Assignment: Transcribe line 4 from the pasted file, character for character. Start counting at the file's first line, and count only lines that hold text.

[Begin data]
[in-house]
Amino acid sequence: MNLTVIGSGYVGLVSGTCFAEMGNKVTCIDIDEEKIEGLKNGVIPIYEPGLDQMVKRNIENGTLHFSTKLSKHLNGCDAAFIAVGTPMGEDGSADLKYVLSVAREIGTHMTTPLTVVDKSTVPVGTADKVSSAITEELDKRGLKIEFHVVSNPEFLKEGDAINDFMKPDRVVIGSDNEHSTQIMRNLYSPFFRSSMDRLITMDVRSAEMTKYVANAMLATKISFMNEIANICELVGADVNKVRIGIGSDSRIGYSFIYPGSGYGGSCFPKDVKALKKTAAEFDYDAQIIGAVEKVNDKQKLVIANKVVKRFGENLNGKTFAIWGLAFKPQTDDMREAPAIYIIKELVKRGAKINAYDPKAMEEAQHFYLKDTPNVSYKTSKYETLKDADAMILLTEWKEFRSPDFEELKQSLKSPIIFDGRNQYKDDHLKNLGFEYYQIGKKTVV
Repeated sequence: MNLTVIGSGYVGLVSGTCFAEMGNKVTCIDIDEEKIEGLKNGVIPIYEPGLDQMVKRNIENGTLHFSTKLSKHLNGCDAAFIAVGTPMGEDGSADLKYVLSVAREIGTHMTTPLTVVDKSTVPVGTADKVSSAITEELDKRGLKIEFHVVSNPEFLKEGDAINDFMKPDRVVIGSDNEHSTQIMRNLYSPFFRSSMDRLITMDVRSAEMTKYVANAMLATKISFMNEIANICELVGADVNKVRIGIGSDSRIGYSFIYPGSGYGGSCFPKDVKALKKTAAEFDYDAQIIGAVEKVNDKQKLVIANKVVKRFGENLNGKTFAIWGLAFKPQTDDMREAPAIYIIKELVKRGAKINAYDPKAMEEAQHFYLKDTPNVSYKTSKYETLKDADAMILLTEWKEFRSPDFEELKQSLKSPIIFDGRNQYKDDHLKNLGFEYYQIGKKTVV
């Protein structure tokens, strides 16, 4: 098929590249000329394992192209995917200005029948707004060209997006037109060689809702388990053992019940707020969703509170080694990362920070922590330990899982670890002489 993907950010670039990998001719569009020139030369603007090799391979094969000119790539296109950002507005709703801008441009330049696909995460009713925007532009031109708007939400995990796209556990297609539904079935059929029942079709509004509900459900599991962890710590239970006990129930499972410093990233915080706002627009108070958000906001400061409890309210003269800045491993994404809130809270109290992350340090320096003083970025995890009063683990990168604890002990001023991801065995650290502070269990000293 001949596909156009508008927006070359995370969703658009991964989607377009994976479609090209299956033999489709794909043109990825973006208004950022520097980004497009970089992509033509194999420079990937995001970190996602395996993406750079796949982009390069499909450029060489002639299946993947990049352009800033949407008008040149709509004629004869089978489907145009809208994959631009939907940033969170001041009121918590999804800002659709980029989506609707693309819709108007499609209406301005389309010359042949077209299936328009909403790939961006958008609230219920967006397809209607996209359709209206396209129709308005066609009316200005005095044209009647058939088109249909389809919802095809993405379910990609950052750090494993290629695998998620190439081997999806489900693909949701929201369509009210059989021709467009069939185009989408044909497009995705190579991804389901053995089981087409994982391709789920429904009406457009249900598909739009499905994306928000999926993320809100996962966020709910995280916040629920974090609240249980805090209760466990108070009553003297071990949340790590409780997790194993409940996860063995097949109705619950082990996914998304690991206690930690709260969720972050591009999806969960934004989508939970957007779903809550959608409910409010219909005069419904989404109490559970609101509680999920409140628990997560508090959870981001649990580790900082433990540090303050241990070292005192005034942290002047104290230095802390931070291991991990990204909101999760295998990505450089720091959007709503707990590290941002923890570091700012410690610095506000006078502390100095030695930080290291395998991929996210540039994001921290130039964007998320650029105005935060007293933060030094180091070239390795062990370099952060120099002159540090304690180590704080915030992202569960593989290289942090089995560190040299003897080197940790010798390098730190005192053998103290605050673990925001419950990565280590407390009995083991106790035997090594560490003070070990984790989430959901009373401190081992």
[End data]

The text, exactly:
């Protein structure tokens, strides 16, 4: 098929590249000329394992192209995917200005029948707004060209997006037109060689809702388990053992019940707020969703509170080694990362920070922590330990899982670890002489 993907950010670039990998001719569009020139030369603007090799391979094969000119790539296109950002507005709703801008441009330049696909995460009713925007532009031109708007939400995990796209556990297609539904079935059929029942079709509004509900459900599991962890710590239970006990129930499972410093990233915080706002627009108070958000906001400061409890309210003269800045491993994404809130809270109290992350340090320096003083970025995890009063683990990168604890002990001023991801065995650290502070269990000293 001949596909156009508008927006070359995370969703658009991964989607377009994976479609090209299956033999489709794909043109990825973006208004950022520097980004497009970089992509033509194999420079990937995001970190996602395996993406750079796949982009390069499909450029060489002639299946993947990049352009800033949407008008040149709509004629004869089978489907145009809208994959631009939907940033969170001041009121918590999804800002659709980029989506609707693309819709108007499609209406301005389309010359042949077209299936328009909403790939961006958008609230219920967006397809209607996209359709209206396209129709308005066609009316200005005095044209009647058939088109249909389809919802095809993405379910990609950052750090494993290629695998998620190439081997999806489900693909949701929201369509009210059989021709467009069939185009989408044909497009995705190579991804389901053995089981087409994982391709789920429904009406457009249900598909739009499905994306928000999926993320809100996962966020709910995280916040629920974090609240249980805090209760466990108070009553003297071990949340790590409780997790194993409940996860063995097949109705619950082990996914998304690991206690930690709260969720972050591009999806969960934004989508939970957007779903809550959608409910409010219909005069419904989404109490559970609101509680999920409140628990997560508090959870981001649990580790900082433990540090303050241990070292005192005034942290002047104290230095802390931070291991991990990204909101999760295998990505450089720091959007709503707990590290941002923890570091700012410690610095506000006078502390100095030695930080290291395998991929996210540039994001921290130039964007998320650029105005935060007293933060030094180091070239390795062990370099952060120099002159540090304690180590704080915030992202569960593989290289942090089995560190040299003897080197940790010798390098730190005192053998103290605050673990925001419950990565280590407390009995083991106790035997090594560490003070070990984790989430959901009373401190081992």